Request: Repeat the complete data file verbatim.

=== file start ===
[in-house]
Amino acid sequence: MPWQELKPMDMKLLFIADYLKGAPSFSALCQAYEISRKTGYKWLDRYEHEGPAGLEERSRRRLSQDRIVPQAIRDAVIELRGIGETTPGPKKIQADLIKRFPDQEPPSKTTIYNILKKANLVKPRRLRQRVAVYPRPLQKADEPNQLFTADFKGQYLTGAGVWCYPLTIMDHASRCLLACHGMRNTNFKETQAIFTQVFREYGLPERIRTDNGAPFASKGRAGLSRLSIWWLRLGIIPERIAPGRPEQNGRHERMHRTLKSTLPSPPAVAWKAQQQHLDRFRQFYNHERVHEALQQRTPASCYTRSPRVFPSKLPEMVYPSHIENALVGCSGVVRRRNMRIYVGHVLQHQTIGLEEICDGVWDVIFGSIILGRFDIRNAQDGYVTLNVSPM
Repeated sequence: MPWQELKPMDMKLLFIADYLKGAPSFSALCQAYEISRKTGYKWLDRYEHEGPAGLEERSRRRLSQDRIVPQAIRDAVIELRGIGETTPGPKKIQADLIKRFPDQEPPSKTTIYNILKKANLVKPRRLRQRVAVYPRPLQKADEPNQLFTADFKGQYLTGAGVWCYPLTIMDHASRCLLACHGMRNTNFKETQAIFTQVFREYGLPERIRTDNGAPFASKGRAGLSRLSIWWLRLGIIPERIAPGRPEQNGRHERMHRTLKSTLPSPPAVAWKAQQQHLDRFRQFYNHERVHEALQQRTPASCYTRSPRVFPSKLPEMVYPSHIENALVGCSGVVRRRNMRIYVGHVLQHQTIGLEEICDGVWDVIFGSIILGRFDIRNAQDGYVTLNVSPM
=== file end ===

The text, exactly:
[in-house]
Amino acid sequence: MPWQELKPMDMKLLFIADYLKGAPSFSALCQAYEISRKTGYKWLDRYEHEGPAGLEERSRRRLSQDRIVPQAIRDAVIELRGIGETTPGPKKIQADLIKRFPDQEPPSKTTIYNILKKANLVKPRRLRQRVAVYPRPLQKADEPNQLFTADFKGQYLTGAGVWCYPLTIMDHASRCLLACHGMRNTNFKETQAIFTQVFREYGLPERIRTDNGAPFASKGRAGLSRLSIWWLRLGIIPERIAPGRPEQNGRHERMHRTLKSTLPSPPAVAWKAQQQHLDRFRQFYNHERVHEALQQRTPASCYTRSPRVFPSKLPEMVYPSHIENALVGCSGVVRRRNMRIYVGHVLQHQTIGLEEICDGVWDVIFGSIILGRFDIRNAQDGYVTLNVSPM
Repeated sequence: MPWQELKPMDMKLLFIADYLKGAPSFSALCQAYEISRKTGYKWLDRYEHEGPAGLEERSRRRLSQDRIVPQAIRDAVIELRGIGETTPGPKKIQADLIKRFPDQEPPSKTTIYNILKKANLVKPRRLRQRVAVYPRPLQKADEPNQLFTADFKGQYLTGAGVWCYPLTIMDHASRCLLACHGMRNTNFKETQAIFTQVFREYGLPERIRTDNGAPFASKGRAGLSRLSIWWLRLGIIPERIAPGRPEQNGRHERMHRTLKSTLPSPPAVAWKAQQQHLDRFRQFYNHERVHEALQQRTPASCYTRSPRVFPSKLPEMVYPSHIENALVGCSGVVRRRNMRIYVGHVLQHQTIGLEEICDGVWDVIFGSIILGRFDIRNAQDGYVTLNVSPM